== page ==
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Does Language Influence The Way We Actually Perceive Facial Expressions, Not Just The Way We Remember Them?

An essay / piece of research looking at how language can have an effect on the way we view or percieve a persons face as well as how we remeber them.

Abstract

This study was a follow up to Robersons & Davidoff (2000), looking at the effect of language on the perception of facial expressions. An opportunity sample of 74 students at Aston University were used. The experiment was conducted in 2 parts during a lecture, to begin participants were shown 12 slides each with groups of 3 different emotional faces (Ekman 1992[1]) morphed to be equally spaced from each other but with 2 from one category and one from another. They were then asked to mark down the odd one out. Part 2 of the experiment was conducted in the same way with another 12 slides, however this time participants were given a verbal interference task consisting of a 7 digit number. My hypothesis was that participants would give more categorical then non categorical responses, but this effect would be reduced with the addition of verbal interference.

This was correct and verbal interference did appear to lower the number of categorical responses, however it was only by a small amount. Despite this is can be concluded that language does influence our perception of facial expressions.

Introduction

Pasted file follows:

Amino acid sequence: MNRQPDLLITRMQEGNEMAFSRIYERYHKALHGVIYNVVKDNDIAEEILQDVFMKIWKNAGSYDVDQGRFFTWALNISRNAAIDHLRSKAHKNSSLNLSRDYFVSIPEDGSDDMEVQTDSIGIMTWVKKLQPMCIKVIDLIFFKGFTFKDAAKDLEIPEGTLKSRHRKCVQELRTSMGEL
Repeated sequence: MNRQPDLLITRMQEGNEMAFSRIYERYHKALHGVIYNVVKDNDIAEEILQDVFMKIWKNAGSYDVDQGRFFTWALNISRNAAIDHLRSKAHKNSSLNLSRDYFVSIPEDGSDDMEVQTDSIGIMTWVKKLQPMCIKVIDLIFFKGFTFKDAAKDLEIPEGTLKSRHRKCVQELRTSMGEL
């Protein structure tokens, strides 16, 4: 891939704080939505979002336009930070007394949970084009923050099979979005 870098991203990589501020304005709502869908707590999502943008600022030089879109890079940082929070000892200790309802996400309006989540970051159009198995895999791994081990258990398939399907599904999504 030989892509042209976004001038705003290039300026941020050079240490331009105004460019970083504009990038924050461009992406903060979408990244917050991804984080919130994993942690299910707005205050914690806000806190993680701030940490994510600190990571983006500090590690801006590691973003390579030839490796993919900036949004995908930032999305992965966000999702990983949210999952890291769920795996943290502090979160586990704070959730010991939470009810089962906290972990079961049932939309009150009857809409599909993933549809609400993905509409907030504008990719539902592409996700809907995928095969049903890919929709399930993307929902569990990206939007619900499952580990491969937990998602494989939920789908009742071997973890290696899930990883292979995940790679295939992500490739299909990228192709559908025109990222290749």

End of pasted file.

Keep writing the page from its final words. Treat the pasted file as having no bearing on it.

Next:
There has been much research into the influence of language on perception; one early theory the linguistic relativity hypothesis by Whorf (1940) suggested that our language has a large influence on thought and perception in every area of life. With language having such a profound effect on our perception a large amount research has been put into the area, much of this has been investigating the link between language and the perception of colour categories. One such piece of evidence comes from Özgen (2004) who looked at many different pieces of research examining the effect of language on perception. He concluded that our perception is indeed influenced by language and that it may even be possible that how you perceive a rainbow is dependent on what language you speak. However it is not only our perception of colour that can be influenced, another example used is different emotional faces. This (along with a colour perception experiment) was conducted by Roberson & Davidoff (2000) who used a triad of continuous emotional faces in their experiments on categorical perception and the effect of verbal interference, they found that the use of verbal interference significantly reduces the benefit of cross-category comparisons, they concluded that verbal coding was indeed used in categorical perception. However there were certain limitations to this study, to begin with they have been criticised for having conducted an investigation on memory rather than actual perception. This is due to the way in which the experiment was carried out, participant would view the stimulus (face or colour) with no interference at all (therefore perception was not altered), the verbal interference would come between perception and forced recall of the stimulus. Again the fact that participants have to recall the stimulus after a delay also suggests that memory as well as perception may be playing a role in the findings. I will be conducting a follow up study to Robertson and Davidoff (2000) and addressing these issues by using an odd one out task as oppose to a recall task. In this way my study will only examine the effect of verbal interference on perception not memory. My study will also differ in that I will be looking in more depth at the facial expressions stimulus and not including colours.

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